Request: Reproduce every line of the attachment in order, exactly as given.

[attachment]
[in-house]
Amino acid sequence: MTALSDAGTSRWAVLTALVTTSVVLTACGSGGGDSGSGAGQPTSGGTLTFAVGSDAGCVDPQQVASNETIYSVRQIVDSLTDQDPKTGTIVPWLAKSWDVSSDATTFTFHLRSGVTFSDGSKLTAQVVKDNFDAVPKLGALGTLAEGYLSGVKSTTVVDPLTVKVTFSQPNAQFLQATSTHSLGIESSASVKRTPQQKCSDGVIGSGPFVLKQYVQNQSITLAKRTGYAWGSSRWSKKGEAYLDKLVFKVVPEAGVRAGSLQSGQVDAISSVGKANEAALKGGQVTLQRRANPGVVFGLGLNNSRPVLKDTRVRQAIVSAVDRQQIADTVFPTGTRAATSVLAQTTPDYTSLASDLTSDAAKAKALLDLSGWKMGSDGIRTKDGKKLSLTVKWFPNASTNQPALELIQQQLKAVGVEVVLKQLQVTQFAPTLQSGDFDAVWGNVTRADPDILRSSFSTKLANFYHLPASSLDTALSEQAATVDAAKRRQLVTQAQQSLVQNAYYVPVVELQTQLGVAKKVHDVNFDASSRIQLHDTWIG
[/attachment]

[in-house]
Amino acid sequence: MTALSDAGTSRWAVLTALVTTSVVLTACGSGGGDSGSGAGQPTSGGTLTFAVGSDAGCVDPQQVASNETIYSVRQIVDSLTDQDPKTGTIVPWLAKSWDVSSDATTFTFHLRSGVTFSDGSKLTAQVVKDNFDAVPKLGALGTLAEGYLSGVKSTTVVDPLTVKVTFSQPNAQFLQATSTHSLGIESSASVKRTPQQKCSDGVIGSGPFVLKQYVQNQSITLAKRTGYAWGSSRWSKKGEAYLDKLVFKVVPEAGVRAGSLQSGQVDAISSVGKANEAALKGGQVTLQRRANPGVVFGLGLNNSRPVLKDTRVRQAIVSAVDRQQIADTVFPTGTRAATSVLAQTTPDYTSLASDLTSDAAKAKALLDLSGWKMGSDGIRTKDGKKLSLTVKWFPNASTNQPALELIQQQLKAVGVEVVLKQLQVTQFAPTLQSGDFDAVWGNVTRADPDILRSSFSTKLANFYHLPASSLDTALSEQAATVDAAKRRQLVTQAQQSLVQNAYYVPVVELQTQLGVAKKVHDVNFDASSRIQLHDTWIG